Images of recent devastations in Puerto Rico and the Bahamas and Brazil, among so many other regions of the Earth, remind us of how fragile our lives and the Earth are. Millions of our fellow human beings live at the edge of calamity that one storm, one disaster can unleash. Whether we live in the path of powerful storms or not, all that we build, all that we place our trust in, all that is supposed to protect us…it all can be washed away. A scandal, an earthquake, a virus, a hacker or gunman can take more than our money or home or innocence. They take our confidence and erode our trust.
I am like most, believing that if I do what is right (mostly) and treat people well (mostly), if I am honest (mostly) and keep the Ten Commandments (mostly), then all should be well. Natural disasters and acts of violence, however, do not discriminate saint from sinner. Wrong time, wrong place? Perhaps.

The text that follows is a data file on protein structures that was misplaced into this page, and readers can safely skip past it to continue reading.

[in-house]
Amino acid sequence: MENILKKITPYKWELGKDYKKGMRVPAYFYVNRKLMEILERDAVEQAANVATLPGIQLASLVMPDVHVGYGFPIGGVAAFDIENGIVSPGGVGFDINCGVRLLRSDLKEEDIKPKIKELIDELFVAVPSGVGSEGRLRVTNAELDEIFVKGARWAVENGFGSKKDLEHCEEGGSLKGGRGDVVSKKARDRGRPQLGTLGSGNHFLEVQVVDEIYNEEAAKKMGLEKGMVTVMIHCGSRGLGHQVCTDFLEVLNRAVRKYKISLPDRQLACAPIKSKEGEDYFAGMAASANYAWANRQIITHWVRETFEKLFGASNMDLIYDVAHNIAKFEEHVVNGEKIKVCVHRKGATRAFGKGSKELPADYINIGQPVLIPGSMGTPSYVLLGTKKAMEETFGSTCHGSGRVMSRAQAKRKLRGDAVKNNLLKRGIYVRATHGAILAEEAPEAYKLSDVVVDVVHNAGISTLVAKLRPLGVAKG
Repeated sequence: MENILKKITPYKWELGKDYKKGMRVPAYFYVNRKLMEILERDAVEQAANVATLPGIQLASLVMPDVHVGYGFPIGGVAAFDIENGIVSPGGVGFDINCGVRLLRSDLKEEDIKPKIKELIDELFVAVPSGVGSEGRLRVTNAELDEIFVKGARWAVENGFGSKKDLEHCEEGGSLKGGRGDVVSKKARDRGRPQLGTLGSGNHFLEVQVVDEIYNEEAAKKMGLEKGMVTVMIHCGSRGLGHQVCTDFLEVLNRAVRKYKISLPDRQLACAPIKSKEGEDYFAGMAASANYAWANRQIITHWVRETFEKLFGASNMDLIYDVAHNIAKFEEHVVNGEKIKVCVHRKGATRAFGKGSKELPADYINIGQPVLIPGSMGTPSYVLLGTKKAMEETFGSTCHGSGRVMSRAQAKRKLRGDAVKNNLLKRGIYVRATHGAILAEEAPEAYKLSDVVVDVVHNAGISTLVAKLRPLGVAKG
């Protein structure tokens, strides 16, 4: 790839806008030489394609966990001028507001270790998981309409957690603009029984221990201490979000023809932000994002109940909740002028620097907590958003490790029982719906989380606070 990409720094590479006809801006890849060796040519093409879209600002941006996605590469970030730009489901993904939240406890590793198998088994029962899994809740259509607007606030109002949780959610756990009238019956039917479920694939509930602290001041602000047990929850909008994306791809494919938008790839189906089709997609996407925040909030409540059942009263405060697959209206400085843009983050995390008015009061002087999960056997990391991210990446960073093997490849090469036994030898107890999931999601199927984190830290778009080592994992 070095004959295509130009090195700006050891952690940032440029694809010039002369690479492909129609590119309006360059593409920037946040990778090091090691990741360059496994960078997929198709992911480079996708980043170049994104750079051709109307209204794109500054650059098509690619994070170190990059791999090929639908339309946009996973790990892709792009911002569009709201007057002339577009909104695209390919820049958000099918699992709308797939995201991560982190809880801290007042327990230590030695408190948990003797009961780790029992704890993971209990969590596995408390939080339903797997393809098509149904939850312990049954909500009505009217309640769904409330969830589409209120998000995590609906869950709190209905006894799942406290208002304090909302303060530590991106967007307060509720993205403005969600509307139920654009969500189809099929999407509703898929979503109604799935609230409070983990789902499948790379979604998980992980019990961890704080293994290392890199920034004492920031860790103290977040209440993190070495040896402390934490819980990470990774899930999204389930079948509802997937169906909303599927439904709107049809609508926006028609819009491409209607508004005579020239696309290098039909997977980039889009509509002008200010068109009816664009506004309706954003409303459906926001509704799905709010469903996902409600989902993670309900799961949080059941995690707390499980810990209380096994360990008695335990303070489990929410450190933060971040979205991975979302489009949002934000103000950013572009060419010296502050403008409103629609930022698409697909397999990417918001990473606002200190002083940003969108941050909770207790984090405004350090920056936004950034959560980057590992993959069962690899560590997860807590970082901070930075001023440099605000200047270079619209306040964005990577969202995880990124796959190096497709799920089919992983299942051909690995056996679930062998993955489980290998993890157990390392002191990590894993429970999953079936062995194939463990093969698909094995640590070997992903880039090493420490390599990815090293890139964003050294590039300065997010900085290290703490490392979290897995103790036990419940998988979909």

“What now? Where do we go from here?” These really are faith questions. The question of “why did this happen” might well lead us to understand changes in climate or the source of deep-seated hatred some people might have for other human beings. But the puzzle of why bad things happen to good people never gets solved. The real question is, how do I now move forward in life?
Those called to lead us in our faith journeys—just like Haggai in today’s first reading—need to tell us the truth. Where have we erroneously placed our trust? In structures easily washed away? In privilege and clericalism that too often disappoint? Prophets of yesteryear and today remind us to anchor ourselves only in God who will never abandon us even as storms swirl around us.
Robert Hotz is a consultant with American City Bureau, Inc. and was the Director of The Passion of Christ: The Love That Compels Campaign for Holy Cross Province.